|Upon arrival of a Olympus E-30 test sample, it is tested in our DIWA Lab. The technical data of the rigorous tests are processed and translated into understandable data. Inside the lab, testing takes place in standardized circumstances. An environment in which cameras, both compact and system concepts can be compared without a problem. Besides that, the Olympus E30 DSLR camera is extensively used in practice and evaluated as for operation and shooting in practice. This combination of lab tests and the testing in practice, results in a final conclusion that is carefully reviewed.|
|Colour reproductionb & White balance measurements
During testing in the DIWA Lab, the accuracy of the color reproduction also comes up. We found the Olympus E30 to slightly deviate from the Gretag Macbeth Color Checker, measured over the ISO range of 100 - 3200 ISO. The E-3 scores just a bit better in that respect and shows an almost equal value as that of the Gretag Macbeth Color Checker. As from 100-1600 ISO, the reproduction of the E-30 is almost equal and deviates a tad more at 3200 ISO. In practice, the deviation will hardly be noticed, if at all, since these measurements took place in a lab environment. When it comes to white balance, the E-30 is very convincing, in particular when a manual white balance is used. The auto white balance shows some color cast in an incandescent environment, however, changing to manual white balance will offer an excellent result.
ISO sensitivity differentiations
The genuine ISO values of the sensor are also measured in the DIWA Lab. In practice, these values do differ frequently from the claimed specifications. Deviations of 20-25% are quite normal, although sometimes the difference is even more. And this happens to the ISO setting of the E-30, since it measures 132 ISO and strangely, the 200 ISO setting is actually only 147%. The remaining ISO values of 400-3200 ISO do not differ much compared to the specifications and are in pace with each other with an average deviation of approximately 8%. Not always can these differences be explained; they are usually caused by the manufacturer trying to get a firmer grip on the signal/noise ratio.
Visibility of noise
The increase of resolution from 10 to 12 Megapixels did not lead to lesser performance as far as noise is concerned. Compared to the E520 and the E3, the Olympus E30 does well in keeping the noise quite equal, although it has to give in mainly for the blue channel. It's hardly visible with the naked eye, so we are satisfied. Up to and including ISO 800, you can go ahead and work without having to worry about noise. At 1600 ISO noise is visible and you will have to edit some pictures after capturing them. ISO 3200 fails completely and should be considered a last resource in order to make that one picture.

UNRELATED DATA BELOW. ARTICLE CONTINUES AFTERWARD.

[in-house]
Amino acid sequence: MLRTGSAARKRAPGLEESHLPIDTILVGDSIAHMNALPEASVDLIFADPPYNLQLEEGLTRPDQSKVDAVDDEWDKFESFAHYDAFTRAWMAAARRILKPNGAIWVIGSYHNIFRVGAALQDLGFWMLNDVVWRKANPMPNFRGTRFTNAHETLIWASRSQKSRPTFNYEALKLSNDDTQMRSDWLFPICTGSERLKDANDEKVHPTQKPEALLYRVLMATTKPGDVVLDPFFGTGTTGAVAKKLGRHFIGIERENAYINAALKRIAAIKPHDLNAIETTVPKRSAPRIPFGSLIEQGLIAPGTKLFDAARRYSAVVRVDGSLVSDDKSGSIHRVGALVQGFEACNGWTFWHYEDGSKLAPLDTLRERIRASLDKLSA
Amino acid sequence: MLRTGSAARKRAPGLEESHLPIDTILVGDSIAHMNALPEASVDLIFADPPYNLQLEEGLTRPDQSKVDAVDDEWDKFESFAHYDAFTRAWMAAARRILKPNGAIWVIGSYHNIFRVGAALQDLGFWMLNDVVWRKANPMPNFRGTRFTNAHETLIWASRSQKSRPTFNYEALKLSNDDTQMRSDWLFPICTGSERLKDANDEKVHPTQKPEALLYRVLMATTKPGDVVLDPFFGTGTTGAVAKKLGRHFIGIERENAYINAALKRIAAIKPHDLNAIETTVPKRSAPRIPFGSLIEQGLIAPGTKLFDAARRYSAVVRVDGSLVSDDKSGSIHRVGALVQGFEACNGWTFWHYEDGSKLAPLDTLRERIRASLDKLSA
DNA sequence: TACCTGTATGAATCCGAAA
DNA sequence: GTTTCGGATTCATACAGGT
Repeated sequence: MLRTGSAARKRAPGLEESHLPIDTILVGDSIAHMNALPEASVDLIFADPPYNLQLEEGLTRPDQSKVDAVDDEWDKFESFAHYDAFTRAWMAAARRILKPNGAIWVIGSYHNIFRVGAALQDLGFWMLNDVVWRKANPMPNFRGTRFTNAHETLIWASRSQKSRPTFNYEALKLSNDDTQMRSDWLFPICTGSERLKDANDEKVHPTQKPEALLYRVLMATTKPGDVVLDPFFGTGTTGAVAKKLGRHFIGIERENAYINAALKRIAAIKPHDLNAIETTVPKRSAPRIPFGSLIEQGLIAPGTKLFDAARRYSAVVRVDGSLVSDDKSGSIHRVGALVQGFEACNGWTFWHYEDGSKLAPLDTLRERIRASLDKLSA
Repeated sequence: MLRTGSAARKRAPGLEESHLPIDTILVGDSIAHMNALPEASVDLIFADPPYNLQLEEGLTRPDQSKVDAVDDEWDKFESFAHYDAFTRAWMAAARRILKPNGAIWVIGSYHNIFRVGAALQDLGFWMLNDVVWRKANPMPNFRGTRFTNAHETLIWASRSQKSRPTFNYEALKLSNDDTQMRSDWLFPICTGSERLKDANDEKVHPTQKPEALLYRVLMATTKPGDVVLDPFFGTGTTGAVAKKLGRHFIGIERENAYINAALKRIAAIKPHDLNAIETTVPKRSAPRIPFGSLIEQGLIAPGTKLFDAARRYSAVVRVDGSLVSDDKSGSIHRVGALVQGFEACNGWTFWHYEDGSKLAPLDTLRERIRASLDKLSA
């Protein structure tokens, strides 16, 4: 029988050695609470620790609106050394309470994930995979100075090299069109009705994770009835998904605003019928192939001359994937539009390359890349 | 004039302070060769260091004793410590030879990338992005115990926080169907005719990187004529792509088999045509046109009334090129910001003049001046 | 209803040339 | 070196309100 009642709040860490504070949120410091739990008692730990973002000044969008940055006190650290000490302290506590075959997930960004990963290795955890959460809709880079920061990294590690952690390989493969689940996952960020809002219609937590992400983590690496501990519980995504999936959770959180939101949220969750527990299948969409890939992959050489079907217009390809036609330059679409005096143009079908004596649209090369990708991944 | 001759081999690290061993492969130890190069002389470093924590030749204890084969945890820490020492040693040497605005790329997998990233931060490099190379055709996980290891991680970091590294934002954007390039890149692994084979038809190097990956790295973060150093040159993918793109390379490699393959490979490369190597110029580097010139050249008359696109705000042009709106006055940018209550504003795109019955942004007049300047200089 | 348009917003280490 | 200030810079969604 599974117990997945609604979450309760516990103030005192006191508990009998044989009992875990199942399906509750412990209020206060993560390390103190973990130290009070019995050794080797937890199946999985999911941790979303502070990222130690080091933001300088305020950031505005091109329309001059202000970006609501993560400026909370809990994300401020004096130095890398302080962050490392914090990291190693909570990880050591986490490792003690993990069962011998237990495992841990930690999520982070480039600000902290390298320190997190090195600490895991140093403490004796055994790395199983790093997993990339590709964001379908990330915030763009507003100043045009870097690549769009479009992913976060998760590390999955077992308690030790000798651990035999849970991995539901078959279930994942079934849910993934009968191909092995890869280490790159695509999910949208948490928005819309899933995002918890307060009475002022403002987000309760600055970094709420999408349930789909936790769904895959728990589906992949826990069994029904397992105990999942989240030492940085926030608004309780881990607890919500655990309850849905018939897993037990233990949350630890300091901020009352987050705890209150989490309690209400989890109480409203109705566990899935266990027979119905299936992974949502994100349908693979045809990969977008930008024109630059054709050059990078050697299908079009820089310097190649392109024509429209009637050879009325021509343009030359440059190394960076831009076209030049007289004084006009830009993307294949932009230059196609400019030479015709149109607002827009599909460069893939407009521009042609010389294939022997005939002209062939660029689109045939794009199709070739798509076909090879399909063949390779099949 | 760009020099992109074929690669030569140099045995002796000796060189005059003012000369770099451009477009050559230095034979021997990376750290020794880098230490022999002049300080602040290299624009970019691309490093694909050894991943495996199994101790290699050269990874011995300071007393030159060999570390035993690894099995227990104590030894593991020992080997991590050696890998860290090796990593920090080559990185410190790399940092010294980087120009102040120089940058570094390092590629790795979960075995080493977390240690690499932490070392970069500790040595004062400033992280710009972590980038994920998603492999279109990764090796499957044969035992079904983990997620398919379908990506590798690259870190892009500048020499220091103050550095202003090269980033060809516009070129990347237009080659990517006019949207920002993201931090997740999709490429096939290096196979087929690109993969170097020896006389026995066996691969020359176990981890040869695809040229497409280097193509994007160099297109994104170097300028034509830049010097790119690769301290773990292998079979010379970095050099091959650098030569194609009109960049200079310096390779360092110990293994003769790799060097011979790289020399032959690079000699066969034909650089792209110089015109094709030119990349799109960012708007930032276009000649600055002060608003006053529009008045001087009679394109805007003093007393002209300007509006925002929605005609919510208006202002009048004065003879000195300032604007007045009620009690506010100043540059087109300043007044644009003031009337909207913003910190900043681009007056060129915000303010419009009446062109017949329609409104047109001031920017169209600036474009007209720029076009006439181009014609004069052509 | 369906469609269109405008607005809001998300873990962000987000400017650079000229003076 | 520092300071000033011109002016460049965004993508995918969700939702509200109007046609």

|The Olympus E-30 is at par with the competition up to and including ISO 800, although it doesn't surpass. High ISO values however don't play such a big role in practice. In particular with bright lenses combined with the image stabilization of the camera, there is sufficient spare to prevent you from using the high ISOs.
Dynamic range of the Olympus E-30
The dynamic range is good news. The Olympus E30 gains a lot here and obtains an excellent result. In particular the 100-400 ISO is excellent and up to and including 1600 outstanding. The highest sensitivity is somewhat more difficult, however; it will hardly be used in practice. The dynamic range adds highly to the image quality and in particular to the details in dark and light areas in a picture rich of contrast. A situation that occurs frequently.
Olympus ZUIKO Digital 14-54mm lens
The Olympus E-30 was tested in combination with the also new ZUIKO Digital 14-54mm f/2.8-f3.5 II lens. This lens offers a nice range to serve as kit lens for the E30. The lens is tested in the DIWA Lab on sharpness, among other things, and the ZUIKO lens performs excellently. It shows perfect sharpness from the centre to the edges. This goes for the maximum opening f/2.8 up to and including f/16. At almost minimum aperture of f/22 the performance drops and we notice visible blur in the centre as well as towards the edges.
Distortion and chromatic aberration
Distortion is not an issue for the 14-54mm ZUIKO lens. The entire aperture range shows a consistent result at which the highest measured distortion is a maximum of 0.48 % found in wide angle. No reason to worry. Unfortunately, the wide angle of this lens suffers from chromatic aberration. The remaining focus points also suffer from this annoying purple effect, however it is not annoyingly present or visible. Maximum opening of f/2.8 is rather sensitive to vignetting over the entire zoom range; however, one stop aperture will lead to an excellent result over the entire aperture range.